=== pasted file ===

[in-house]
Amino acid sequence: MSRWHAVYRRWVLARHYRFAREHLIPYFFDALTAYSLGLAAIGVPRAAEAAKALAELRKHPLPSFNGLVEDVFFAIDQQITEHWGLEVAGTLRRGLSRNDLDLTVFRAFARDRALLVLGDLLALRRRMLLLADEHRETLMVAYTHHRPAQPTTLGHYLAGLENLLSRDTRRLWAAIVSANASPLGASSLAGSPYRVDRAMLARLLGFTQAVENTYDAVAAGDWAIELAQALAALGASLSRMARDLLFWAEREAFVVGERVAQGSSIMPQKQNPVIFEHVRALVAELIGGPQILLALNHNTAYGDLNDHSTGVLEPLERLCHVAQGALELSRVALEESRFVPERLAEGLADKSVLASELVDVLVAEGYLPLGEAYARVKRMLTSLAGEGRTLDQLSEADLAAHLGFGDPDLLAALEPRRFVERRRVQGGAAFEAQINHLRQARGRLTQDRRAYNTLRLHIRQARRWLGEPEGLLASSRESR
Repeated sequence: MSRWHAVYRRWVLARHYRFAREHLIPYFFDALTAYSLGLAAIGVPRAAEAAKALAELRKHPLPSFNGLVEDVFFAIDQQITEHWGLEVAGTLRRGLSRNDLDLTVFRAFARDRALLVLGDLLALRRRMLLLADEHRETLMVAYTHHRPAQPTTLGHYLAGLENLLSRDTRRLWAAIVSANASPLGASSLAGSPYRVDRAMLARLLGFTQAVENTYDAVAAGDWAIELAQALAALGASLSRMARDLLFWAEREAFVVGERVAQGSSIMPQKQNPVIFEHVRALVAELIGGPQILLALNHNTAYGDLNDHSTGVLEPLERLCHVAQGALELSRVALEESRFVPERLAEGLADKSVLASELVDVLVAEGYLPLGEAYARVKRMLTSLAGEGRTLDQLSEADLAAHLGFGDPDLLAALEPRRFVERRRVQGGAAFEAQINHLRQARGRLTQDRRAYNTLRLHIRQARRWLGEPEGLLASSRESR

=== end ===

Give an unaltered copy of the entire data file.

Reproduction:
[in-house]
Amino acid sequence: MSRWHAVYRRWVLARHYRFAREHLIPYFFDALTAYSLGLAAIGVPRAAEAAKALAELRKHPLPSFNGLVEDVFFAIDQQITEHWGLEVAGTLRRGLSRNDLDLTVFRAFARDRALLVLGDLLALRRRMLLLADEHRETLMVAYTHHRPAQPTTLGHYLAGLENLLSRDTRRLWAAIVSANASPLGASSLAGSPYRVDRAMLARLLGFTQAVENTYDAVAAGDWAIELAQALAALGASLSRMARDLLFWAEREAFVVGERVAQGSSIMPQKQNPVIFEHVRALVAELIGGPQILLALNHNTAYGDLNDHSTGVLEPLERLCHVAQGALELSRVALEESRFVPERLAEGLADKSVLASELVDVLVAEGYLPLGEAYARVKRMLTSLAGEGRTLDQLSEADLAAHLGFGDPDLLAALEPRRFVERRRVQGGAAFEAQINHLRQARGRLTQDRRAYNTLRLHIRQARRWLGEPEGLLASSRESR
Repeated sequence: MSRWHAVYRRWVLARHYRFAREHLIPYFFDALTAYSLGLAAIGVPRAAEAAKALAELRKHPLPSFNGLVEDVFFAIDQQITEHWGLEVAGTLRRGLSRNDLDLTVFRAFARDRALLVLGDLLALRRRMLLLADEHRETLMVAYTHHRPAQPTTLGHYLAGLENLLSRDTRRLWAAIVSANASPLGASSLAGSPYRVDRAMLARLLGFTQAVENTYDAVAAGDWAIELAQALAALGASLSRMARDLLFWAEREAFVVGERVAQGSSIMPQKQNPVIFEHVRALVAELIGGPQILLALNHNTAYGDLNDHSTGVLEPLERLCHVAQGALELSRVALEESRFVPERLAEGLADKSVLASELVDVLVAEGYLPLGEAYARVKRMLTSLAGEGRTLDQLSEADLAAHLGFGDPDLLAALEPRRFVERRRVQGGAAFEAQINHLRQARGRLTQDRRAYNTLRLHIRQARRWLGEPEGLLASSRESR